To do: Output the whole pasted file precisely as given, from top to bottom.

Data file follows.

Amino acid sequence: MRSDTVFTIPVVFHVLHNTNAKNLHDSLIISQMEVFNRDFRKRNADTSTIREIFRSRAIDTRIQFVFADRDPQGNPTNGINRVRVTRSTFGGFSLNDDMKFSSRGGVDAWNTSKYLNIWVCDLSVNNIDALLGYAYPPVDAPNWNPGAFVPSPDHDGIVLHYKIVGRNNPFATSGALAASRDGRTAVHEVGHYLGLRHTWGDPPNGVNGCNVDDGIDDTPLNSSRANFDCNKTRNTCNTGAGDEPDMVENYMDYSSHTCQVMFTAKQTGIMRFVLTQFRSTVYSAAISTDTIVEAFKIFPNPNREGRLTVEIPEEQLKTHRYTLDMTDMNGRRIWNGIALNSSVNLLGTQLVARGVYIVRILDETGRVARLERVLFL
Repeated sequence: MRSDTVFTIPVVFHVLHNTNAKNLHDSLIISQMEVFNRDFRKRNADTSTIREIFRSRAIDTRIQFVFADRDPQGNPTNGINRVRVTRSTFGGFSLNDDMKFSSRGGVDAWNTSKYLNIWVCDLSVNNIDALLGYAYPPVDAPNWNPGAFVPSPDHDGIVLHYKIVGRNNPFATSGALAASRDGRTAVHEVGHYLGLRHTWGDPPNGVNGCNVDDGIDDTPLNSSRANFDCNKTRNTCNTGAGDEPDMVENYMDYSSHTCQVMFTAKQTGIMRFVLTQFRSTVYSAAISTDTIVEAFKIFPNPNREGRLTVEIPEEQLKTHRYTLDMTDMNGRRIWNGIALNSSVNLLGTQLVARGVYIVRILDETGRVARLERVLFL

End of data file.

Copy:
Amino acid sequence: MRSDTVFTIPVVFHVLHNTNAKNLHDSLIISQMEVFNRDFRKRNADTSTIREIFRSRAIDTRIQFVFADRDPQGNPTNGINRVRVTRSTFGGFSLNDDMKFSSRGGVDAWNTSKYLNIWVCDLSVNNIDALLGYAYPPVDAPNWNPGAFVPSPDHDGIVLHYKIVGRNNPFATSGALAASRDGRTAVHEVGHYLGLRHTWGDPPNGVNGCNVDDGIDDTPLNSSRANFDCNKTRNTCNTGAGDEPDMVENYMDYSSHTCQVMFTAKQTGIMRFVLTQFRSTVYSAAISTDTIVEAFKIFPNPNREGRLTVEIPEEQLKTHRYTLDMTDMNGRRIWNGIALNSSVNLLGTQLVARGVYIVRILDETGRVARLERVLFL
Repeated sequence: MRSDTVFTIPVVFHVLHNTNAKNLHDSLIISQMEVFNRDFRKRNADTSTIREIFRSRAIDTRIQFVFADRDPQGNPTNGINRVRVTRSTFGGFSLNDDMKFSSRGGVDAWNTSKYLNIWVCDLSVNNIDALLGYAYPPVDAPNWNPGAFVPSPDHDGIVLHYKIVGRNNPFATSGALAASRDGRTAVHEVGHYLGLRHTWGDPPNGVNGCNVDDGIDDTPLNSSRANFDCNKTRNTCNTGAGDEPDMVENYMDYSSHTCQVMFTAKQTGIMRFVLTQFRSTVYSAAISTDTIVEAFKIFPNPNREGRLTVEIPEEQLKTHRYTLDMTDMNGRRIWNGIALNSSVNLLGTQLVARGVYIVRILDETGRVARLERVLFL